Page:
The NSA wanted to introduce malware on Google Play and then monitor users

Malware, ie an application with a malicious key, somehow belongs to smartphones and it is recommended to monitor how we grant the given permission to the given title of installation. However, when the information appears that she has a government agency on her surveillance phone through such applications, it is an unprecedented situation.

The first of these was the fully American NSA (National Security Agency), ie modify the sending of malware to official application portals and then monitor the infected device without the user’s knowledge. This is the result of newly released NSA’s top-secret documents by Edward Snowden, who released The Intercept in recent days.

The file with the well-known name Irritant Horn, ie the hard corner, describes the full NSA, how to infect Android phones using the official catalog of games and applications from Google (Play) and Samsung (Samsung apps).

The unit worked with the Network Tradecraft Advancement Team, which brought together pioneers from several countries, including the United States, Canada, Australia, the United Kingdom and New Zealand. The dark agent was referred to as The Five Eyes.

According to the documents, his goal was to infect each individual application displayed on the mentioned portals. The NSA could then theoretically monitor each Android device, to which the user would download a single application.

In addition to the current location of the phone (and thus the user), the NSA should also have contacts stored on the phone, but it should also have access to complete correspondence, ie SMS, e-mail, phone calls and data entered by the phone.

Although Google Play and the Samsung app use a high level of leveling, which should reliably prevent such mass flows, cryptography experts speculate that NSA specialists have found a way to foster or circumvent this protection.

The documents in question date from November 2011 and 2012, and it is not yet clear whether the Irritant Horn program has been launched. The reason for its creation was the NSA’s fears of a recurring similar revolution, which broke out in December 2010 in Tunisia and later spread to other countries in the Middle East and North Africa.

In terms of agents, the countries were supposed to be primarily countries in Africa, specifically Senegal, Congo and Sdn, but the servers of the application portals, which were supposed to be infectious, were also located in completely different regions. This was the case with an infected server in France, Cuba, the Bahamas or Morocco, Switzerland or Russia. Due to the time when full NSAs were formed, Google Play was referred to as the Android Market.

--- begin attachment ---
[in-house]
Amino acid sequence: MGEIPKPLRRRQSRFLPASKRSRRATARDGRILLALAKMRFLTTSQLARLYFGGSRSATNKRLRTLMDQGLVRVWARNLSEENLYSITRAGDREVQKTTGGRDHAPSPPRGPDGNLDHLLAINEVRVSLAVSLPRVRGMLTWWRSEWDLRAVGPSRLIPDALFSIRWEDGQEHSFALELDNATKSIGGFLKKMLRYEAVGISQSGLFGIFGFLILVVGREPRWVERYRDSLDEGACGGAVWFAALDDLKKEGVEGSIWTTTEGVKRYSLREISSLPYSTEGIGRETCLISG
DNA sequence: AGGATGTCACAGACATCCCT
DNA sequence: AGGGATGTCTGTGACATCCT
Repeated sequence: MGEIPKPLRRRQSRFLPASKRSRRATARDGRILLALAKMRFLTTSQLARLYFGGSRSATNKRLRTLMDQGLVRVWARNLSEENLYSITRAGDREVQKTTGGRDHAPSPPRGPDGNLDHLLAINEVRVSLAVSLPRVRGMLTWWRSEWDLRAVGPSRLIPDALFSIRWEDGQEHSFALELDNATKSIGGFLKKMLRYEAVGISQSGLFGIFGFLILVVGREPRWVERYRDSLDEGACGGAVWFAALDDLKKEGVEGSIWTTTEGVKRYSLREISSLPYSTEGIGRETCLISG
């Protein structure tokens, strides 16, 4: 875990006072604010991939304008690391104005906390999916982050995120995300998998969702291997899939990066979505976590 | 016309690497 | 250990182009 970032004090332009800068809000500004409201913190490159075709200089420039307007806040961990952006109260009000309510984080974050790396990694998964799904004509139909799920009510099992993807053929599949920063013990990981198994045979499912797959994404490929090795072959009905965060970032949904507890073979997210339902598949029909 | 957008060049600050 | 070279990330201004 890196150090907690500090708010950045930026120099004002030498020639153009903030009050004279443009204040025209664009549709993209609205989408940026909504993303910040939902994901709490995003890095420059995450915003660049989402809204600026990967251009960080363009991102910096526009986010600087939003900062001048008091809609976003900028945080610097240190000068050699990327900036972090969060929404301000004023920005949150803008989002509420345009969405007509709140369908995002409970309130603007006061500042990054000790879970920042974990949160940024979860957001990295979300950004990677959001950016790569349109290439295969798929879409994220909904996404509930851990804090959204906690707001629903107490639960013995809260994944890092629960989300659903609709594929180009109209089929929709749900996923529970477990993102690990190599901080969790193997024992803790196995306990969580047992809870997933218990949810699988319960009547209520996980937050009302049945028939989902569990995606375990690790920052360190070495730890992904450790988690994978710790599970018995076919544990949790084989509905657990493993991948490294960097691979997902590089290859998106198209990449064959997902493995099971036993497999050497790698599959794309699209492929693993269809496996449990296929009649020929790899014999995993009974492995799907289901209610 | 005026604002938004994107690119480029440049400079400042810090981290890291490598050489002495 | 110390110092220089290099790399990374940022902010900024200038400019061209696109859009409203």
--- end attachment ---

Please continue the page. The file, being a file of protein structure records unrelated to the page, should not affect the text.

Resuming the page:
Sensitive data leaked through the popular web browsers

The NSA, with its pioneer unit, has focused on expanding sensitive information through the UC Browser. Although this title is not widely known in Europe, it is relatively popular in Asia, its member base is more than half a billion users. This makes it one of the most popular web browsing tools for Android.

Tm The Five eyes discovered gaps in the security of this browser, through which it was possible to detect phone numbers or use only SIMs.

After publishing this information, UC Browser found itself in the sights of the Citizen Lab research group at the University of Toronto, which analyzed the threats arising from its use in detail. The group has indeed identified a fundamental safety of dry in the English and German versions of the application.

In addition to telephone numbers, spies with knowledge of security flaws could also collect user search queries or the unique ID of the device, which could then be used to level the location.

Representatives of the Citizen Lab warned the creators about the identified gaps, which will warm up private users in mid-April. The company responded with the release of an update, which was installed by the security dry.

A spokesman for Alibaba Group, under which UC Browser falls, said it was a privacy policy. He added that the sending of sensitive data would be detectable and the day of such suspicious traffic was not recorded.

Citizen Lab editor Ron Deibert has often criticized the NSA. As a result, hundreds of millions of ordinary users from around the world are beaten.

The NSA has not yet issued enough comments to comment on the invited information.

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